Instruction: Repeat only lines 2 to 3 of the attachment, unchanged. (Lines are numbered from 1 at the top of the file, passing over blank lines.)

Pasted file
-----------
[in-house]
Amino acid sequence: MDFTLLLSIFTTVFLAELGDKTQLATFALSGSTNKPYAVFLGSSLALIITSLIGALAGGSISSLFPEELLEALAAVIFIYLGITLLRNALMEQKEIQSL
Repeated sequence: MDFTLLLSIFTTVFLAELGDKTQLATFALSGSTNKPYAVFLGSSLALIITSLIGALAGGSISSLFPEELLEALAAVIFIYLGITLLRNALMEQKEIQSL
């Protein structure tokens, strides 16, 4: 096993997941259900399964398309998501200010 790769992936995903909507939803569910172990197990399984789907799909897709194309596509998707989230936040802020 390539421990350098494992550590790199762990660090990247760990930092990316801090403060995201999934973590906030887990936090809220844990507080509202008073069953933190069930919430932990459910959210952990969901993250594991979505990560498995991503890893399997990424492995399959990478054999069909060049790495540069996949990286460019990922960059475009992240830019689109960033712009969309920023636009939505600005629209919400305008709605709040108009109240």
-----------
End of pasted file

Amino acid sequence: MDFTLLLSIFTTVFLAELGDKTQLATFALSGSTNKPYAVFLGSSLALIITSLIGALAGGSISSLFPEELLEALAAVIFIYLGITLLRNALMEQKEIQSL
Repeated sequence: MDFTLLLSIFTTVFLAELGDKTQLATFALSGSTNKPYAVFLGSSLALIITSLIGALAGGSISSLFPEELLEALAAVIFIYLGITLLRNALMEQKEIQSL